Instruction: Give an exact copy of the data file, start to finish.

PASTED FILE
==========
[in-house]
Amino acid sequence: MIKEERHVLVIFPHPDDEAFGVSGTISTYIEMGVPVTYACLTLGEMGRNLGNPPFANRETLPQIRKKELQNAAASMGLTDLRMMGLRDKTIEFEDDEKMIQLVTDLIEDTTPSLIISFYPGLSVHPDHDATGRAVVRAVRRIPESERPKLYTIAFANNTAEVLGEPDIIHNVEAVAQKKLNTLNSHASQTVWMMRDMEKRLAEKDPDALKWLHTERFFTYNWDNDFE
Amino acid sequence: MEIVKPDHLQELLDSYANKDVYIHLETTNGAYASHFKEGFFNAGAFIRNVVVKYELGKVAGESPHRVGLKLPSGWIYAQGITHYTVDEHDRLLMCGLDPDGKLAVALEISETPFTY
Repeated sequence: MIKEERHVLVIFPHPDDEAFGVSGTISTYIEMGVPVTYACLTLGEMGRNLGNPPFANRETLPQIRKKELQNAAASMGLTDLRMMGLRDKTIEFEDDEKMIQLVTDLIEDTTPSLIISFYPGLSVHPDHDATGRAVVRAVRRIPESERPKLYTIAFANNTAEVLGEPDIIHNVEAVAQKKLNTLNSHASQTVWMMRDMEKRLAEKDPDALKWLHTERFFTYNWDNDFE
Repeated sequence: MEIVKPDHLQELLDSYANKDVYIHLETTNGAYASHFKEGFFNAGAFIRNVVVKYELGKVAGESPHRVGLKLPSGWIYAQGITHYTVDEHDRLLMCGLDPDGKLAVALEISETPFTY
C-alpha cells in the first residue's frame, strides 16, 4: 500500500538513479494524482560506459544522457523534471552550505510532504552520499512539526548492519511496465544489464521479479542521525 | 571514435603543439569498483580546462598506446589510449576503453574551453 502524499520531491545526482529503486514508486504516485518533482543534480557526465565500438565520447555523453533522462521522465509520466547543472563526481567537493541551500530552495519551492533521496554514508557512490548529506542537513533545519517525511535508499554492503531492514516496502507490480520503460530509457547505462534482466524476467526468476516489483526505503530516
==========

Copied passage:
[in-house]
Amino acid sequence: MIKEERHVLVIFPHPDDEAFGVSGTISTYIEMGVPVTYACLTLGEMGRNLGNPPFANRETLPQIRKKELQNAAASMGLTDLRMMGLRDKTIEFEDDEKMIQLVTDLIEDTTPSLIISFYPGLSVHPDHDATGRAVVRAVRRIPESERPKLYTIAFANNTAEVLGEPDIIHNVEAVAQKKLNTLNSHASQTVWMMRDMEKRLAEKDPDALKWLHTERFFTYNWDNDFE
Amino acid sequence: MEIVKPDHLQELLDSYANKDVYIHLETTNGAYASHFKEGFFNAGAFIRNVVVKYELGKVAGESPHRVGLKLPSGWIYAQGITHYTVDEHDRLLMCGLDPDGKLAVALEISETPFTY
Repeated sequence: MIKEERHVLVIFPHPDDEAFGVSGTISTYIEMGVPVTYACLTLGEMGRNLGNPPFANRETLPQIRKKELQNAAASMGLTDLRMMGLRDKTIEFEDDEKMIQLVTDLIEDTTPSLIISFYPGLSVHPDHDATGRAVVRAVRRIPESERPKLYTIAFANNTAEVLGEPDIIHNVEAVAQKKLNTLNSHASQTVWMMRDMEKRLAEKDPDALKWLHTERFFTYNWDNDFE
Repeated sequence: MEIVKPDHLQELLDSYANKDVYIHLETTNGAYASHFKEGFFNAGAFIRNVVVKYELGKVAGESPHRVGLKLPSGWIYAQGITHYTVDEHDRLLMCGLDPDGKLAVALEISETPFTY
C-alpha cells in the first residue's frame, strides 16, 4: 500500500538513479494524482560506459544522457523534471552550505510532504552520499512539526548492519511496465544489464521479479542521525 | 571514435603543439569498483580546462598506446589510449576503453574551453 502524499520531491545526482529503486514508486504516485518533482543534480557526465565500438565520447555523453533522462521522465509520466547543472563526481567537493541551500530552495519551492533521496554514508557512490548529506542537513533545519517525511535508499554492503531492514516496502507490480520503460530509457547505462534482466524476467526468476516489483526505503530516